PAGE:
Namibia beef for China
Namibia is positioned to become the first African country to export beef to China, following the signing of a protocol between the two countries, said Namibia's Deputy Prime Minister, Netumbo Nandi-Ndaitwah on Thursday. She said the signing of the protocol was a direct result of the state visit by Namibian President Hage Geingob to China in late March.
To qualify for export to China, Namibian beef must be from animals born and raised in disease-free zones and have been at least 60 days on the farm of origin prior to transportation to the approved abattoir.
The Ministry of Agriculture, Water and Forestry has informed all Namibian beef producers about the new requirements to participate in the export of beef to China through approved export abattoirs. This comes after China finally agreed to lift the inhibitive clause on lumpy skin disease (LSD), which has prevented Namibia from exporting beef to that country. China approved the export of Namibian beef to that country last month with a few additional conditions.
The abattoirs registered to export beef to China should use the functionalities on the Namlits traceability system, and the signed declaration forms by the producer to verify compliance of the animals before presenting them to the state veterinarian for inspection. All declaration forms with the endorsed livestock movement permit should be returned to the state veterinary office for filing.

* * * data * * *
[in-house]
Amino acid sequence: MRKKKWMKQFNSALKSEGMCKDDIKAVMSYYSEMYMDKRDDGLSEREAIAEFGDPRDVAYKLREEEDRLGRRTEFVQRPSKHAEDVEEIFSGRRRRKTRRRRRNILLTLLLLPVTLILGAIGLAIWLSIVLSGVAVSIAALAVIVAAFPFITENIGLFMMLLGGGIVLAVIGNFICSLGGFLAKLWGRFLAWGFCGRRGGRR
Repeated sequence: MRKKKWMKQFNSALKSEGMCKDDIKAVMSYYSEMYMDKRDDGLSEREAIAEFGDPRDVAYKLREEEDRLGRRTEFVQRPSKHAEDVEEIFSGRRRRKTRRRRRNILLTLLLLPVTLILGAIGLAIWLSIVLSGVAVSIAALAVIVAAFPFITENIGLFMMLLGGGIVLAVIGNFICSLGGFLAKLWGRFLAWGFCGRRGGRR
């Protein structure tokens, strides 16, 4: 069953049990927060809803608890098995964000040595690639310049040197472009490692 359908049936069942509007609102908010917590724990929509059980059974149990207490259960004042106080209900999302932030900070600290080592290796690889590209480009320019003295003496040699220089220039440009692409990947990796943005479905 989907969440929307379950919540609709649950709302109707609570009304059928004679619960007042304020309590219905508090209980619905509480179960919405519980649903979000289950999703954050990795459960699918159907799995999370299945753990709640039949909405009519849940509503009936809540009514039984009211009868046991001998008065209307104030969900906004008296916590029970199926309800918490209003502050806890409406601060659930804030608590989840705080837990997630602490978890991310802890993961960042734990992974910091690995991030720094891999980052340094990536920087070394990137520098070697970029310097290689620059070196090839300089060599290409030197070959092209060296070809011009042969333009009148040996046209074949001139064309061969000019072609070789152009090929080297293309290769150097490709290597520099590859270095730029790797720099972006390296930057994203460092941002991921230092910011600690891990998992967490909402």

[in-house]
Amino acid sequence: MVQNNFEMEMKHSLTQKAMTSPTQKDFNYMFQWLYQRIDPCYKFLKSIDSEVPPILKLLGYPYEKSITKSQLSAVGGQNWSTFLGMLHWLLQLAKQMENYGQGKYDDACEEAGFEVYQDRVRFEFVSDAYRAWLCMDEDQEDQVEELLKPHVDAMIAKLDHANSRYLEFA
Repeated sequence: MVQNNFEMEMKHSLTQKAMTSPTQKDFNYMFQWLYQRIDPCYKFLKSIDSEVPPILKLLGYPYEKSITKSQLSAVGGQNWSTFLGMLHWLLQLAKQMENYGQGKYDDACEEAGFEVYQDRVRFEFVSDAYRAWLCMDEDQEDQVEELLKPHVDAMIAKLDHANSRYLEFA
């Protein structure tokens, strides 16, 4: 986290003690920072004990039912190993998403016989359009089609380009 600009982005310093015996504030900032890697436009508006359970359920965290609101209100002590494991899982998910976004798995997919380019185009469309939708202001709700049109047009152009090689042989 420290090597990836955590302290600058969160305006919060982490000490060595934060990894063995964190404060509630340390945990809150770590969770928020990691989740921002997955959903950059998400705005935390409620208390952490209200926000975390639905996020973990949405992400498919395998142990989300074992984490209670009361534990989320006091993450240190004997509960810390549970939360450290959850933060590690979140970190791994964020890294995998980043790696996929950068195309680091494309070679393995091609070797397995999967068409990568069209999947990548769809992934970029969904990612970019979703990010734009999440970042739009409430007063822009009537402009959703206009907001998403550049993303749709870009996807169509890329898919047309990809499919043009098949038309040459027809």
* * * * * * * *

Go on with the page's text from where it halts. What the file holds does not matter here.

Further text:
These new requirements mean that all producers will not only qualify but the ministry’s aim is to start trading and then negotiate conditions so that more people can participate. Furthermore, the two parties also agreed that the Ministry of Agriculture, Water and Forestry shall be responsible for the inspection and quarantine of beef to be exported and the issuing of veterinary certificates.
Currently, Namibia exports 17,000 metric tons of meat products to South Africa per annum, about 10,000 metric tons to the European Union, and about 1,850 metric tons to Norwegian markets.